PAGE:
…How well are these tasks evaluated by standard IQ tests? Although most tests involve reading, transcribing, and taking dictation, these abilities are not evaluated over long, uninterrupted time periods. If we look at the two studies that discounted a cognitive advantage for the new ASPM variant, neither tested its participants for longer than 82 min and the tests themselves involved a mix of written and verbal tasks.

It seems premature to conclude that the new ASPM variant is unrelated to cognitive functioning. Current IQ tests do not adequately evaluate mental processing of alphabetical writing, particularly under premodern conditions. Yet this is the cognitive task whose origin and spread most closely coincide with those of the new ASPM variant in human populations. It is also a demanding task that only a fraction
of the population could perform in antiquity, in exchange for privileged status and probably superior reproductive opportunities. (Frost, 2007)

Is this cognitive task localized in a specific part of the brain? There seems to be evidence for such localization … which I will review in my next post.

References

Ali, F. and Meier, R. (2008).
Positive selection in ASPM is correlated with cerebral cortex evolution across primates but not with whole brain size. Molecular Biology & Evolution. Advance access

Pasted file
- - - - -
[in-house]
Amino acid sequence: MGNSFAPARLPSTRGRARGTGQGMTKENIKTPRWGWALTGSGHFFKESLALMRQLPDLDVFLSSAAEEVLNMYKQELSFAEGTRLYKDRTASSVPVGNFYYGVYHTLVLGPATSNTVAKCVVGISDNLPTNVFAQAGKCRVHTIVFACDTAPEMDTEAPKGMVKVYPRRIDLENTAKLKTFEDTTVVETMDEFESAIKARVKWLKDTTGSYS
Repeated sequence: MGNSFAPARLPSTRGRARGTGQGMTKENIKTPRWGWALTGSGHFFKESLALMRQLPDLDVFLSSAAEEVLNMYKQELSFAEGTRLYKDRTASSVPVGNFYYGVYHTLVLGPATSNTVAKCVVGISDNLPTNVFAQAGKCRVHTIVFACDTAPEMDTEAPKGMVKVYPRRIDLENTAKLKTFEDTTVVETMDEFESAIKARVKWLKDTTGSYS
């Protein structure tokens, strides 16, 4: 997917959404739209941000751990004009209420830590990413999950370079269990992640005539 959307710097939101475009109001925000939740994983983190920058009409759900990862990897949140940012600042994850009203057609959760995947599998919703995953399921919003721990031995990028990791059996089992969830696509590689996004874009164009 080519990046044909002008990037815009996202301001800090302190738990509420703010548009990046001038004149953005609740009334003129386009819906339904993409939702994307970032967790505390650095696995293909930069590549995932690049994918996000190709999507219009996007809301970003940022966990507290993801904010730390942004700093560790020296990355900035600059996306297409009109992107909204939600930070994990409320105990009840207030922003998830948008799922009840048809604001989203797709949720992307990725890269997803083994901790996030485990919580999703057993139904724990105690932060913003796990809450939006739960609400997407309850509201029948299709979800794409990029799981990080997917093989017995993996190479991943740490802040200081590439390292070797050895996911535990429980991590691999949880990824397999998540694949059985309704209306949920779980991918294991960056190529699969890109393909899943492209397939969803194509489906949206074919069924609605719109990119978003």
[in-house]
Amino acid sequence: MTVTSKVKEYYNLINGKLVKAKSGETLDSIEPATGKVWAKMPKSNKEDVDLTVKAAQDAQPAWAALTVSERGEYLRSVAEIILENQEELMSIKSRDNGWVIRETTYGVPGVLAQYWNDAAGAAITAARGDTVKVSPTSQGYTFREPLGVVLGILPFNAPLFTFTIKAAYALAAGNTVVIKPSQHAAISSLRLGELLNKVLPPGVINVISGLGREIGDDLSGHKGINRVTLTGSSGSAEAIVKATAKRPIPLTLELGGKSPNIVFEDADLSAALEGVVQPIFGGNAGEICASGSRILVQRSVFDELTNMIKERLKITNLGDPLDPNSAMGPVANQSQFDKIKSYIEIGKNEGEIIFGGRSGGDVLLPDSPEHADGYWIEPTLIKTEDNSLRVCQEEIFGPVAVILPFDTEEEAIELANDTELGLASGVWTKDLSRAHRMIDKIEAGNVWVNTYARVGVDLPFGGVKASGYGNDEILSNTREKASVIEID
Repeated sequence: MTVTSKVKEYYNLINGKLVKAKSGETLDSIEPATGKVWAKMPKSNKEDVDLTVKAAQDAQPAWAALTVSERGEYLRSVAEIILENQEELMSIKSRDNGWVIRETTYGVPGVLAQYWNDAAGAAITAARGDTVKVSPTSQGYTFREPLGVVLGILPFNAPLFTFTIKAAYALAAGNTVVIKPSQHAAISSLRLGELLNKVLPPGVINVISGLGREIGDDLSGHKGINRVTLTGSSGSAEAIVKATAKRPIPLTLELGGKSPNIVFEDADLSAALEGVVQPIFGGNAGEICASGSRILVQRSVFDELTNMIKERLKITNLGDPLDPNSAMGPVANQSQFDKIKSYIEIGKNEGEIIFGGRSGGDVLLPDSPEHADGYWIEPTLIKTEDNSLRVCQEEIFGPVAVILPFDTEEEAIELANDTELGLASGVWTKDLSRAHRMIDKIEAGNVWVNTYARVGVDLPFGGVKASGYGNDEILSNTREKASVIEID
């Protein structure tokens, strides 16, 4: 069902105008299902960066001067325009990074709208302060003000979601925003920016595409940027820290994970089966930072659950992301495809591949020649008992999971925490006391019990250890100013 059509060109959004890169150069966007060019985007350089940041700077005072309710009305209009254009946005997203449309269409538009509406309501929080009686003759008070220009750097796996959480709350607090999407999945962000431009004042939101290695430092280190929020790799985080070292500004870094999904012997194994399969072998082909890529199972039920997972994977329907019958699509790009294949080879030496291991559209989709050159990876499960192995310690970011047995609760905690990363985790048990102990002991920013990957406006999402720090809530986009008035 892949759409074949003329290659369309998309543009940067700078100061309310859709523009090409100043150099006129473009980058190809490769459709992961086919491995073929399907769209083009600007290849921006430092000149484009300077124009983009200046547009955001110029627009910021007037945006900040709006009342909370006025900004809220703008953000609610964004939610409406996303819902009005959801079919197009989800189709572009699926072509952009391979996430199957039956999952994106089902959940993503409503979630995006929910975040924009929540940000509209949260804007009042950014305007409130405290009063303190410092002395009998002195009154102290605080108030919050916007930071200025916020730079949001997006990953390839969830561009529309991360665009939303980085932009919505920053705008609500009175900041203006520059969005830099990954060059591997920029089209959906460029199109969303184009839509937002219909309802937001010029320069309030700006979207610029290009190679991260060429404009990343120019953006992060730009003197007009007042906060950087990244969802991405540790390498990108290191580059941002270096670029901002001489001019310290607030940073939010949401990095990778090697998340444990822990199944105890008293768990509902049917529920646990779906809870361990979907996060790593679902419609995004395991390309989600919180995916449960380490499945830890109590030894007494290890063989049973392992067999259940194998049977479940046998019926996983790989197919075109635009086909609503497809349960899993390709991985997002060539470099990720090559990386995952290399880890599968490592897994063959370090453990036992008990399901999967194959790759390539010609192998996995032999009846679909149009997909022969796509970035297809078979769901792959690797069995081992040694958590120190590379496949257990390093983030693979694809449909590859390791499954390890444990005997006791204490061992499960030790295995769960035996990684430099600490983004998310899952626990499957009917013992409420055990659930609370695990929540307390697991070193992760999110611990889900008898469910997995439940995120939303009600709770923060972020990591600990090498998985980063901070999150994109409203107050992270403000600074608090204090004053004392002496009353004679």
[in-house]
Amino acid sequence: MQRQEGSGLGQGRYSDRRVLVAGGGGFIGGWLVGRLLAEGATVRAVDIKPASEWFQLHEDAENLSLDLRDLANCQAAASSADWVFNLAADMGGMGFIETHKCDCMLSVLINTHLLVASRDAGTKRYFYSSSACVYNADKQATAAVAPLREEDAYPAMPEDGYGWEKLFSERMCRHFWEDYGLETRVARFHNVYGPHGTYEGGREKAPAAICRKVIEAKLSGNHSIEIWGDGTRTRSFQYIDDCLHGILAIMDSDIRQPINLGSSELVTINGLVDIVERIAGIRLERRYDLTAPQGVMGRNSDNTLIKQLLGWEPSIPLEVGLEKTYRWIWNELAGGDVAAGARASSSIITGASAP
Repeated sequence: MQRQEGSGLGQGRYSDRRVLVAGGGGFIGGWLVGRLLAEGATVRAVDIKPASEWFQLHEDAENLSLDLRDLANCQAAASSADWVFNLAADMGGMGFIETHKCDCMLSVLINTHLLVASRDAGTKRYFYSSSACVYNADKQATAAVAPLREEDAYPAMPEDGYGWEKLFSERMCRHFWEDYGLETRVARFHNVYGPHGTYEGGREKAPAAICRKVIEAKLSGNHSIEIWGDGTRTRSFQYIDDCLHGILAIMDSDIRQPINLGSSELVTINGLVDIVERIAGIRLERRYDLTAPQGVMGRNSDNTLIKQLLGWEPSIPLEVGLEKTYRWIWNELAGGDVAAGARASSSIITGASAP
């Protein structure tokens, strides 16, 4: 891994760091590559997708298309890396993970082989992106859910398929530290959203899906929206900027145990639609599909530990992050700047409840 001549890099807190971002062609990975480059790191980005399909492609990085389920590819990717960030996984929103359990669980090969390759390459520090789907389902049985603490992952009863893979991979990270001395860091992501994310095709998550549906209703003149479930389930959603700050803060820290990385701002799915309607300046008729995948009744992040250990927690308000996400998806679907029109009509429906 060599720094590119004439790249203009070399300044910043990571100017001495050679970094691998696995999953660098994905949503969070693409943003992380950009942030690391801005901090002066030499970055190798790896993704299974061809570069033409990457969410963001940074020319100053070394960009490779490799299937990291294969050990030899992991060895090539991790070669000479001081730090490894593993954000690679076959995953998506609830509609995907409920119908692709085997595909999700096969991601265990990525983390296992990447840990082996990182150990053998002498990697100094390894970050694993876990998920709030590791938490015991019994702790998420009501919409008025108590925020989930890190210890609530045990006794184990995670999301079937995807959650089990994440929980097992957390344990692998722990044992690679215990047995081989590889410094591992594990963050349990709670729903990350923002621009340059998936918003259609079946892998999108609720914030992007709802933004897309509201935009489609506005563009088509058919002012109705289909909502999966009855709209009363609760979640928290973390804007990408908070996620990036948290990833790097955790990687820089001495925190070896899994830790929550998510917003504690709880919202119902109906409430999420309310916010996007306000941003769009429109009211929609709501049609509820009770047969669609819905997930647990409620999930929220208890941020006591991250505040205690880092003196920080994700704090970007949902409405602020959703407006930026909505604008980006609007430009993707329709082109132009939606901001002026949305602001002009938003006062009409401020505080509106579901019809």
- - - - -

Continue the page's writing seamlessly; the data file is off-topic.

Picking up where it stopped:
Frost, P. 2007. "The spread of alphabetical writing may have favored the latest variant of the ASPM gene", Medical Hypotheses, 70, 17-20.

Mekel-Bobrov, N., Posthuma D., Gilbert S.L., et al. (2007). The ongoing adaptive evolution of ASPM and Microcephalin is not explained by increased intelligence. Hum Mole Genet, 16, 600–8.

Rushton, J.P., Vernon, PA.., Bons, T.A. (2007). No evidence that polymorphisms of brain regulator genes Microcephalin and ASPM are associated with general mental ability, head circumference or altruism. Biology Letters-UK, 3, 157–60.

6 comments:

Tod said...

C.Coon remarked somewhere that during the Roman Empire Syrian slaves came to be unavailable on the open market because their skills were so valuable. Armenians are another middle eastern people who have long been noted for intellectual abilities (not always an an unalloyed benifit for a people of course).

The Middle East being ASPM central would explain a lot. ASPM could retain its selective value into modern times, with tight linkage of reproductive success to special demands on mental processing akin to that required from premodern scribes. A possible example of this is the special form of expression used in talmudic scholarship, this is said to be a "complex argot" which it takes many years to master let alone conduct disputes in. Moreover reproductive success was linked to such attainment because of the prestige attached to it. [4comments at Nat. Selection in Proto Industrial Eur.]

Anonymous said...